In the last decade, urbanism has con- verged, to some extent, with another field of study: Internet use. It's probably not an accident. Both cities and the Internet are at once highly atomized and elaborately connected milieus that encourage both solitude and interaction with the diverse, bountiful unwashed. And like city solitaires, Internet users were also once identified as antisocial loners, painfully awkward people who vanished into the green-gray light of their computer screens rather than joining the warm community of man. In the beginning, studies even showed this to be true (or that users were shy, anyway). But not once three-quarters of the public started using the Internet.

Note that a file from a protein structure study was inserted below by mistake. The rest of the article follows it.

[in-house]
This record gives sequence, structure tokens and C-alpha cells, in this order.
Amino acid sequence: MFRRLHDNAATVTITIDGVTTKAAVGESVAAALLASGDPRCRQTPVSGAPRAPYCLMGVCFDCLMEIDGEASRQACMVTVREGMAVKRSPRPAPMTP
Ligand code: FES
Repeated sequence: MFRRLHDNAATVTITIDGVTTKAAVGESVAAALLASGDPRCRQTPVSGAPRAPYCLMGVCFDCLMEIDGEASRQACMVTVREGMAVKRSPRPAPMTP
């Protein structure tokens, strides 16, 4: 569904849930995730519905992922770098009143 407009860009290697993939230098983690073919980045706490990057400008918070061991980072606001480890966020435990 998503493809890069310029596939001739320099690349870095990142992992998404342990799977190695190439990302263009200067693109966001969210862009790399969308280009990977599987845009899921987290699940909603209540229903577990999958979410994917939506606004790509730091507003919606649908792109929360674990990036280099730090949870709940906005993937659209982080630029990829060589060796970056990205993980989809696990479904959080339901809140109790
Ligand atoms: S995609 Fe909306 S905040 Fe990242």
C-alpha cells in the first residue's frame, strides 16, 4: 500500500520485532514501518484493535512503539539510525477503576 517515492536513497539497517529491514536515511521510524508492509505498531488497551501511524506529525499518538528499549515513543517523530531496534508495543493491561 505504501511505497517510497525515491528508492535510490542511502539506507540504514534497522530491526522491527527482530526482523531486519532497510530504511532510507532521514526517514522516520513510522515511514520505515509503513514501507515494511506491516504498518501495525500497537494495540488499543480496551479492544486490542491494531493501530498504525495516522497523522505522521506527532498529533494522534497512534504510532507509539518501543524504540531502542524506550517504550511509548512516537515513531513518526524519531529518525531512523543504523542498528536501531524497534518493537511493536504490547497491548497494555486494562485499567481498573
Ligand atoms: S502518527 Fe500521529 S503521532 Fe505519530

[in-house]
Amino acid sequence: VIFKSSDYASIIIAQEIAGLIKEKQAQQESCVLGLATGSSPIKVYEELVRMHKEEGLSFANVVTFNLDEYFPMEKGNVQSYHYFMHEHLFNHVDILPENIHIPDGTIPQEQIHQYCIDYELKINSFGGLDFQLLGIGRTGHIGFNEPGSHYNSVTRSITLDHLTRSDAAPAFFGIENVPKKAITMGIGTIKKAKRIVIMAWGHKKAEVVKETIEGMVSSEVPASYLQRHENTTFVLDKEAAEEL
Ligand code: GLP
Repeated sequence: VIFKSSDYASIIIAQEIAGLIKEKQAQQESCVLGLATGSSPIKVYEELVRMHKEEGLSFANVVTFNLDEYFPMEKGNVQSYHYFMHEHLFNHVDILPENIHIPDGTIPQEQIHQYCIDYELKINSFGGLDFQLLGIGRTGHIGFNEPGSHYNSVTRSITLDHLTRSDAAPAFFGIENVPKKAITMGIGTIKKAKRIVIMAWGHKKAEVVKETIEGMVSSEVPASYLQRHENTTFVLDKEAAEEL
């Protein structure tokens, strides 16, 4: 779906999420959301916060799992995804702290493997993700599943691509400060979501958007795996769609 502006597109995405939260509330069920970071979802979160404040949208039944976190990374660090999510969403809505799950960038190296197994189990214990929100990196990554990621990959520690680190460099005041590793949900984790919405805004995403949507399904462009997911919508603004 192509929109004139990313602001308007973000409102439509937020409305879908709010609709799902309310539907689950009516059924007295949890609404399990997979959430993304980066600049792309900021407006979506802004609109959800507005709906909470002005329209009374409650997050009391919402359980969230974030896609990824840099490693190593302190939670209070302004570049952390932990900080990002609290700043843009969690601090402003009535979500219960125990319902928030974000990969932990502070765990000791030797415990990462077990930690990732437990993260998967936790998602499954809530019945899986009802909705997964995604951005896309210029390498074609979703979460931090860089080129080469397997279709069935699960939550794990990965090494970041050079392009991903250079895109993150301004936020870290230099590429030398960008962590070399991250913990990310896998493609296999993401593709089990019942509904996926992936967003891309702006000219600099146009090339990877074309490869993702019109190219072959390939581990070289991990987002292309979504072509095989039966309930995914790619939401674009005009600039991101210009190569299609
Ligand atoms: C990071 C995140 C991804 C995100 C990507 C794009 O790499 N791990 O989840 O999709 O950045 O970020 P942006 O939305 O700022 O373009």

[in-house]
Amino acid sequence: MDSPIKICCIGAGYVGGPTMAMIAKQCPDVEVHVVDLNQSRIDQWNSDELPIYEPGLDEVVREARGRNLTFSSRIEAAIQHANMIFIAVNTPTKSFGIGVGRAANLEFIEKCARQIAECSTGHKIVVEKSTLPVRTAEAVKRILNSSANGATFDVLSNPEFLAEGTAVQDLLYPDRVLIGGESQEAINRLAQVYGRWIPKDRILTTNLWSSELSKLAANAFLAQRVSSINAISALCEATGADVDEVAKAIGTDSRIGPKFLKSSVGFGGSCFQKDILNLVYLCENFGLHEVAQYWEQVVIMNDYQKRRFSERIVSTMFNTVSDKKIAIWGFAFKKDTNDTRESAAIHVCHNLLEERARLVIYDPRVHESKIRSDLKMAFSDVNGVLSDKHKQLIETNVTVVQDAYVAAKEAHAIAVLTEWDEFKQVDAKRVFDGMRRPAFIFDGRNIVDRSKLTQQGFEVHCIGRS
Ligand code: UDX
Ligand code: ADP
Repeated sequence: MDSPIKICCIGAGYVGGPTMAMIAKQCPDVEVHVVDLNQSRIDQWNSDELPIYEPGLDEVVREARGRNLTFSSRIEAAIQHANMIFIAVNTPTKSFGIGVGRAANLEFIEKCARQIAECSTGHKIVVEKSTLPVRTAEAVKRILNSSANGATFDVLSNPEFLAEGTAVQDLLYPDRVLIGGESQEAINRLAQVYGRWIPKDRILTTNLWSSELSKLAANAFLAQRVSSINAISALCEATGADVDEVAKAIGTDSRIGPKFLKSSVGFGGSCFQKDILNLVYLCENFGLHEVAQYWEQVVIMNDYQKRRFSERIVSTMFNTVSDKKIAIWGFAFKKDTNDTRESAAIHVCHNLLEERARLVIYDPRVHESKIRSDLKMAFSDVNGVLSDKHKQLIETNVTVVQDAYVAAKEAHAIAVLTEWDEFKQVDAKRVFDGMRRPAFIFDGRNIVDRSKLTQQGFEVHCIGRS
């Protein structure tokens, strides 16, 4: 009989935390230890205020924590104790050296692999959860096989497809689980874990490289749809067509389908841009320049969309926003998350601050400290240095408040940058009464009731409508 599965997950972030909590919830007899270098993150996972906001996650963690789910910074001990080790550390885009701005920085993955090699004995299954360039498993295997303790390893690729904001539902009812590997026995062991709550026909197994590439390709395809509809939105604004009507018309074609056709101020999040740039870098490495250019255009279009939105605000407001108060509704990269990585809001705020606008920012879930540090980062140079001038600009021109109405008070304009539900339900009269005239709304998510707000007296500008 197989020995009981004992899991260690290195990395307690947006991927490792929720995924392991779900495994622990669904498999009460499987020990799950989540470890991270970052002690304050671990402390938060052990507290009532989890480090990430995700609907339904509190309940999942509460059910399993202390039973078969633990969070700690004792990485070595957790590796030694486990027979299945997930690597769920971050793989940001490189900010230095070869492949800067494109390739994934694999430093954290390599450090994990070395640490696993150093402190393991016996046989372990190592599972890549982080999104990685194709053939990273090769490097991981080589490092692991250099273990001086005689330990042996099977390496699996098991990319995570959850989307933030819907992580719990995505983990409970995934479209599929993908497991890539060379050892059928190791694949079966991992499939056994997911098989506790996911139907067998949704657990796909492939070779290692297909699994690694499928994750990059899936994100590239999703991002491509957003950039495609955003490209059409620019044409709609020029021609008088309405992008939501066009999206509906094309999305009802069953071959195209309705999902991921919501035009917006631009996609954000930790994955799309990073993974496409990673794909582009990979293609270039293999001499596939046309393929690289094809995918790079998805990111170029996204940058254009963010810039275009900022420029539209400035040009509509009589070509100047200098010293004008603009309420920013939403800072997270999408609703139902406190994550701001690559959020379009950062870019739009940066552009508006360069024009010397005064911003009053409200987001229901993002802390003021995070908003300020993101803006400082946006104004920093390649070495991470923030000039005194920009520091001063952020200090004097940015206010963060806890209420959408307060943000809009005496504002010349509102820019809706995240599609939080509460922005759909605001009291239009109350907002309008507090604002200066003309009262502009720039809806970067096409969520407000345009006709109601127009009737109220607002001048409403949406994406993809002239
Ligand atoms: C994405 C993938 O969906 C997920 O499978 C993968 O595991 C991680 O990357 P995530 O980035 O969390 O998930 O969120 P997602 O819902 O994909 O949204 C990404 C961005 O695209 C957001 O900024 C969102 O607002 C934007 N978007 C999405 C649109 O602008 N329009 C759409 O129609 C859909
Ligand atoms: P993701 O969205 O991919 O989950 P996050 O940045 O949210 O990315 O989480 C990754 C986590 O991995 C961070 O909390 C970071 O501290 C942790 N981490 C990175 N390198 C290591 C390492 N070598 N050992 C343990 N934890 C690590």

"The idea that you're isolated when you're online is, to me, just wrong," says Keith Hampton, a sociologist at the University of Pennsylvania who did an extensive ethnography of "Netville," a new, 100 percent wired community in suburban Toronto. "It's an inherently social medium. What starts online moves offline, and what starts offline goes online." Which explains why the people with whom you e-mail most frequently are your closest friends and romantic partners. "Online and offline are inherently connected," he says. "They're not separate worlds."

-- Alone Together: The Loneliness Myth, by Jennifer Senior, New York Magazine, December 2008

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